Whose needs are we serving?

Back in September, the Hebrew Institute of Riverdale’s (HIR) printed announcements included a mazal tov to the parents of a gay male who was about to be married. The announcement prompted intense criticism, especially from the more conservative segments of the Orthodox community.  Since HIR is a member of the Orthodox Union (OU), tremendous pressure was put on the OU to articulate a policy about such announcements, which the OU ultimately did.  (You can read more about this at

I am an Orthodox Jew for whom the OU supposedly speaks, and I have the following to say about the OU politicizing this issue at the behest of its more right-leaning constituents: Do not be surprised that when you choose to politicize an issue, it becomes politicized.  The OU’s choice to focus on this particular issue, and to politicize it in pursuit of the latest round of the “who really represents Orthodoxy” war gains very little, and hurts innumerable LGBTQ individuals by thrusting them into a political arena where they do not wish to be.

In my (admittedly) limited experience, most people want to live their lives without fear of being judged or marginalized. LGBTQ individuals face struggle enough squaring what they know their identity to be with what messages society and religion give them about who they are. They certainly don’t need the additional burden of being politicized.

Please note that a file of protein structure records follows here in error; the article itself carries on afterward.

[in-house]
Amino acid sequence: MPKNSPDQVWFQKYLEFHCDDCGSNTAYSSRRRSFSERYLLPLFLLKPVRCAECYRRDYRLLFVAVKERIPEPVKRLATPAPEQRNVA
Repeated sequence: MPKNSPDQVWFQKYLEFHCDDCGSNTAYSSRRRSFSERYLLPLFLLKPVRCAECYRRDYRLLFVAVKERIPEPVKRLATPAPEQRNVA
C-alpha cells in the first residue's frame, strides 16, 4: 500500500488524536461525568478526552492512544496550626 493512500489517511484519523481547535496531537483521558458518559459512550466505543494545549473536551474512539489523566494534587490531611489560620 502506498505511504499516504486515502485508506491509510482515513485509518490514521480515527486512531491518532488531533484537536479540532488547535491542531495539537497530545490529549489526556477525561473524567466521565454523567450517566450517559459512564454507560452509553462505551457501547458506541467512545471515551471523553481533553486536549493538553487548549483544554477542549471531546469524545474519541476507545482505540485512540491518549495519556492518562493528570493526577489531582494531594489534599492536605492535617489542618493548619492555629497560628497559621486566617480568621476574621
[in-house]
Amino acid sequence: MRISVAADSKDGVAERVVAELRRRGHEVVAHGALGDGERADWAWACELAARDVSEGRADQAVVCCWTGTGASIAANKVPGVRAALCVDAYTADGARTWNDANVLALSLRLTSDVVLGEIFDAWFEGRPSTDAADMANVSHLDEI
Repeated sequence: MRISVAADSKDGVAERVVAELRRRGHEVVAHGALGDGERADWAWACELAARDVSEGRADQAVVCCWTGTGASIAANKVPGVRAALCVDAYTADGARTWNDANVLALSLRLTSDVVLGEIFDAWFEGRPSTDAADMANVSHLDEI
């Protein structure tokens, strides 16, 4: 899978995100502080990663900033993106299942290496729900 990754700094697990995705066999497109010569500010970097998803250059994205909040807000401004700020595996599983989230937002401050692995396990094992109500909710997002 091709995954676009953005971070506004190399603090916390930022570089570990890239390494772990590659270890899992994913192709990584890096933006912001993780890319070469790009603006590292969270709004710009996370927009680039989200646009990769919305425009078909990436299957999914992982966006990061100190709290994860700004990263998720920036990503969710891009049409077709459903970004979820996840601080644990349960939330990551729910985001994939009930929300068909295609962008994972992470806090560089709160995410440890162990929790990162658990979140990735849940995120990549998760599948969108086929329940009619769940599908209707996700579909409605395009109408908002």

Many will argue that a synagogue wishing a mazal tov to LGBTQ individuals who choose to commit to a non-heteronormative relationship amounts to a “hekhsher” of that sort of relationship.  Please.  LGBTQ individuals have difficult enough lives in an Orthodox community without your “help.” Failing to recognize that LGBTQ individuals populate all walks of life, including Orthodoxy, ultimately results in a failure to serve them.  Identifying as LGBTQ ought not result in being deprived of a spiritual life, as well as access to poskim and poskot familiar with halakha who can guide them in the incredibly complex matter of leading a life committed to observance and being LGBTQ at the same time. They ought not be forced to make a choice between the two.

Institutions ought to be very self-aware when they make a choice to wish a mazal tov to a gay couple or not, and consider whose needs they are really serving. They also ought to have the honesty to be forthright about it.

About the Author
Daniel Geretz grew up in Minneapolis, Minnesota, and is the founding rabbi of Maayan in West Orange, New Jersey. Daniel was awarded semikha by YCT Rabbinical School, and besides continuing to serve as the rabbi of Maayan, he works for the Jewish Federation of Greater Metrowest NJ as a chaplain at Morristown Medical Center in Morristown, New Jersey.
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